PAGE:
California Gov. Jerry Brown, whose state has teetered through continual budget crises in recent years and made major cuts to schools, is again pitching temporary tax hikes as a way to avoid making even deeper reductions in education.
The governor, a Democrat, used his annual State of the State address Wednesday to promote a plan to raise taxes temporarily on the wealthy and on sales through a public vote in November.
Republican state lawmakers in 2011 stymied Brown's efforts to place a series of tax increases and extensions on the ballot. This year's plan would put tax decisions directly in the hands of California voters.
If the ballot measure is not approved, Brown said the state will have no alternative but to pare $5 billion from the budget for the coming year—much of it from K-12. California faces an estimated budget shortfall of $9 billion, after closing a much larger fiscal gap, of $26 billion, last year.
Brown told lawmakers that a combination of tax hikes and spending cuts to the overall budget would help put California's schools on sturdier ground, financially. "Neither is popular, but both must be done," he said. His argued that his proposal for new taxes is both "fair" and "temporary."
The governor also touted his recent proposals to overhaul California's school funding and testing systems. Brown is calling for replacing the state's current funding system with a "weighted student formula" that provides a basic level of funding with additional money flowing to disadvantaged students and English-language learners.
"This will give more authority to local school districts to fashion the kind of programs they see their students need," he told lawmakers, according to a transcript of the speech. "It will also create transparency, reduce bureaucracy and simplify complex funding streams."
Brown also said the state's testing system eats up too much class time and is too slow to provide schools information that can inform instruction. He said he wants to cut the number of tests and "get the results to teachers, principals and superintendents in weeks, not months." He also called for a "qualitative system of assessments," such as a "site visitation program where each classroom is visited, observed and evaluated," and said he will work with the state's board of education to develop such a plan.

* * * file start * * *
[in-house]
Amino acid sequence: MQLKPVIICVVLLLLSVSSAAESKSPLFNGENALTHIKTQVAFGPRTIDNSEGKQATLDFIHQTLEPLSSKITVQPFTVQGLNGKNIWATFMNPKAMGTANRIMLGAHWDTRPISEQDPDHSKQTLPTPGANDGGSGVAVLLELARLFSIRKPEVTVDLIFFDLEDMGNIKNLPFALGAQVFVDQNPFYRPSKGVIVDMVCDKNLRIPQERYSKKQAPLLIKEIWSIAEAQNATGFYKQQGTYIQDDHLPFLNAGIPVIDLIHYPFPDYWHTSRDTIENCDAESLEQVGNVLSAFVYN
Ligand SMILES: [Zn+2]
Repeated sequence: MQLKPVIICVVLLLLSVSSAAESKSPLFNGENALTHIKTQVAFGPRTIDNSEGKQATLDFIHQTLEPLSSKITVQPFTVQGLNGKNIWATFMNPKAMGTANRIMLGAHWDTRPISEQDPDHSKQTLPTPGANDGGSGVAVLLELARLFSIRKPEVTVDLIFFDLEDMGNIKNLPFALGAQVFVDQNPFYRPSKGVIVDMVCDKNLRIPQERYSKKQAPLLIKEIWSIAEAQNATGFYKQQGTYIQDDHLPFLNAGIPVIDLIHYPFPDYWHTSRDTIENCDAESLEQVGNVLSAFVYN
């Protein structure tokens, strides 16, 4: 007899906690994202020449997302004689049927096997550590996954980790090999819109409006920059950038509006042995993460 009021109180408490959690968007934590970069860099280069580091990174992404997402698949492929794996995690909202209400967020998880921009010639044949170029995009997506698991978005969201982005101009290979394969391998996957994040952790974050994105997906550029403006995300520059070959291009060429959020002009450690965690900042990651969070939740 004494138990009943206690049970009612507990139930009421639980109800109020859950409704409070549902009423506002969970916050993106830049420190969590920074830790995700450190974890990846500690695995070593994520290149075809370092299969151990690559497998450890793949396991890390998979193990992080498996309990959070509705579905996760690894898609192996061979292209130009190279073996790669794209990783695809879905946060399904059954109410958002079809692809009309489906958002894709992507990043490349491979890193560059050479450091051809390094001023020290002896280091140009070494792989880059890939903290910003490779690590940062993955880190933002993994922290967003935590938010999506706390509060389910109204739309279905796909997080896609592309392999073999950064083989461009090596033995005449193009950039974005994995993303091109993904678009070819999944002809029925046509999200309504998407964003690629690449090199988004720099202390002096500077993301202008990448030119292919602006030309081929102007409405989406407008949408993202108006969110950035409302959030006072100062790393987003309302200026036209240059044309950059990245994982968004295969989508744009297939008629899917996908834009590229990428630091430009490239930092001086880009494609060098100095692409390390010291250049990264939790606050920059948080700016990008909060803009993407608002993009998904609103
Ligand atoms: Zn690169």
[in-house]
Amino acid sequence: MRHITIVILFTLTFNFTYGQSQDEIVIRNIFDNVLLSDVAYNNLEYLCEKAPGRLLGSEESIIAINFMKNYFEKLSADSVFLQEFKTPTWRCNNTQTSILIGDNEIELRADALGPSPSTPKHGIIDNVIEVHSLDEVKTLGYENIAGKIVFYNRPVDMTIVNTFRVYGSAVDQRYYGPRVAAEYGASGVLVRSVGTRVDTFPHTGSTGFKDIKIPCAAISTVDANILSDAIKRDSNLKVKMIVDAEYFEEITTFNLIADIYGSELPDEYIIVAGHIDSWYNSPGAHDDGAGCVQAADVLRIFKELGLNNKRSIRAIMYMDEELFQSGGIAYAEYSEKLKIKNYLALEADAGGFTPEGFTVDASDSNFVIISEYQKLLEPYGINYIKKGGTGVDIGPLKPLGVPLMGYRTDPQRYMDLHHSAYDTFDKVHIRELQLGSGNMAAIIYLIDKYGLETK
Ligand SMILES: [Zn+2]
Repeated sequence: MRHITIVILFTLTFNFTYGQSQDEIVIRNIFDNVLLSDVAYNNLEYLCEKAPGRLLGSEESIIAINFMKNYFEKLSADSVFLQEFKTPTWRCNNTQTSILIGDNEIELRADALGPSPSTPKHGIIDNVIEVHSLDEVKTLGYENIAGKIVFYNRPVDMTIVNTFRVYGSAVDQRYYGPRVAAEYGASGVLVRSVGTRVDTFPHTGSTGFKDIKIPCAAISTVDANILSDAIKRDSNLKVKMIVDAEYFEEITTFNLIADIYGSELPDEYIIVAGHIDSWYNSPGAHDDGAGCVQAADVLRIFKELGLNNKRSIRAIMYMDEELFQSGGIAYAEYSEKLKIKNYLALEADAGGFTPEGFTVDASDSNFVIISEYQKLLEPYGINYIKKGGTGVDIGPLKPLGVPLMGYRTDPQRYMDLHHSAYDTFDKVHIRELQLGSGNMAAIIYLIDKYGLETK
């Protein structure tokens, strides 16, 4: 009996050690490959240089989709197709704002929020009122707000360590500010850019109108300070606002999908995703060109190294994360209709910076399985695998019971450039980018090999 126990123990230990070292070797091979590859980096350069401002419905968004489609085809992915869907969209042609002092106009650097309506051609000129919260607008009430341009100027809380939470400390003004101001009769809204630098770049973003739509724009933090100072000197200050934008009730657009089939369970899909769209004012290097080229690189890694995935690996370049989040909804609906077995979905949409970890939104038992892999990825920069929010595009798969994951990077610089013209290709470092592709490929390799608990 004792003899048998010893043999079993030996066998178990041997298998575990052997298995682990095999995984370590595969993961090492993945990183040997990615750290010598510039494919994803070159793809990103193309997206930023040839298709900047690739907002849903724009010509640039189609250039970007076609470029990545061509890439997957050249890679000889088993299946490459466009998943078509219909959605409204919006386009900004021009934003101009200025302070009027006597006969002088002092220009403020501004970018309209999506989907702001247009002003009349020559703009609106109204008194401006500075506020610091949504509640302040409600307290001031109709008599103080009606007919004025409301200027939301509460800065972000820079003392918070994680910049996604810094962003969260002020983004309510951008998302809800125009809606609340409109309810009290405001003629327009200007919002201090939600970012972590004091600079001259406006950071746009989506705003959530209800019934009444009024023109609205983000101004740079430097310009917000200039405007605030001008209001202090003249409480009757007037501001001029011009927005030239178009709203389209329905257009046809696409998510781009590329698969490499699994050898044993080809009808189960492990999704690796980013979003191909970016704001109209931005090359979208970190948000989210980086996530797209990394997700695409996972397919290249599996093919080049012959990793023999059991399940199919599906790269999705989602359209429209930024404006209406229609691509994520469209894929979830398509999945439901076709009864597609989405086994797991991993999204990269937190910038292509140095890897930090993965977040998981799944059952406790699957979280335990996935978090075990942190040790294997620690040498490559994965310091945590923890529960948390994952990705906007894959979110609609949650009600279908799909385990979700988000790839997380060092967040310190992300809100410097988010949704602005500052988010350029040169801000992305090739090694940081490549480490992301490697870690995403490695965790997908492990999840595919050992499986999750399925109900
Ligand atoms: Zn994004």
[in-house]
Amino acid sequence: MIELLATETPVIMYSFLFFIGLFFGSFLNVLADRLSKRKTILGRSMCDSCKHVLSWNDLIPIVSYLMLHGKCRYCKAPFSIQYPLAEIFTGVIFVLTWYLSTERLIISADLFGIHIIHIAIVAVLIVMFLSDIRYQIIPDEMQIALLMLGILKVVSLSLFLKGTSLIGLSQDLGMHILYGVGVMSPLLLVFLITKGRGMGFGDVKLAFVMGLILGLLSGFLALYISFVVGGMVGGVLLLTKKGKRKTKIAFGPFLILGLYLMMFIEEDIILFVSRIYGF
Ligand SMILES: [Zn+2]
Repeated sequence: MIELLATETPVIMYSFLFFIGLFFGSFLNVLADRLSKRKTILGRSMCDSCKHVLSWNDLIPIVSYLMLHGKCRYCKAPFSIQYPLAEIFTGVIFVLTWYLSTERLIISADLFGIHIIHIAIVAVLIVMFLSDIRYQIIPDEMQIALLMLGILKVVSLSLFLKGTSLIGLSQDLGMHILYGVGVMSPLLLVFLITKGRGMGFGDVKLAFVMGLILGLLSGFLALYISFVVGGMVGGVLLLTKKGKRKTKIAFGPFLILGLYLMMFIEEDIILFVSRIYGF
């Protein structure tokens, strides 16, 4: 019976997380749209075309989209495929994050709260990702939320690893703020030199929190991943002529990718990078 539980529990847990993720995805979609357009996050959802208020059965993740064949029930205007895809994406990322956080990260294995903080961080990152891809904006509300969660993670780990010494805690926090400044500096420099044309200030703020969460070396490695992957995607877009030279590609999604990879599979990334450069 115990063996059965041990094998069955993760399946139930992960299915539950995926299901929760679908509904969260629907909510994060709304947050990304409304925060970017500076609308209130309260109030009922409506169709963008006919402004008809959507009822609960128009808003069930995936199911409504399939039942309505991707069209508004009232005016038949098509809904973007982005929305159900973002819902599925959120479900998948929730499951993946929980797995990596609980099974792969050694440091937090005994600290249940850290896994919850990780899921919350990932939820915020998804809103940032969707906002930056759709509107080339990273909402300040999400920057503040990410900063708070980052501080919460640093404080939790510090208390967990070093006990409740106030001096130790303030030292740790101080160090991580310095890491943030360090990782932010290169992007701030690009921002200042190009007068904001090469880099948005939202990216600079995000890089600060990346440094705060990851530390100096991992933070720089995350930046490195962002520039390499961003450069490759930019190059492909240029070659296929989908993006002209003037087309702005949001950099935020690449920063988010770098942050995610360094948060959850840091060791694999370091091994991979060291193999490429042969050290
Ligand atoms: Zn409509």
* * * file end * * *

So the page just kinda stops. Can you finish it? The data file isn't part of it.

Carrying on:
The governor took a couple of jabs at backers of various, unnamed education policy proposals, who he said were overly eager to stamp one kind of rigid plan or another on his state's massive, and diverse K-12 system.
"Since everyone goes to school, everyone thinks they know something about education and in a sense they do," Brown said. "But that doesn't stop experts and academics and foundation consultants from offering their ideas—usually labeled reform, and regularly changing at ten year intervals—on how to get kids learning more and better. ... In a state with six million students, 300,000 teachers, deep economic divisions, and a hundred different languages, some humility is called for."
Brown was elected in 2010, returning to an office he held for two earlier terms, from 1975 to 1983. He inherited a $26 billion budget shortfall. He and state lawmakers eventually approved an $86 billion state budget that cut state spending by 6 percent. Funding for K-12 was kept relatively level, but lawmakers were counting on revenue projections that did not occur. The new reality has in turn left open the possibility of triggering $2 billion in spending cuts in areas of government, including schools, state officials said late last year.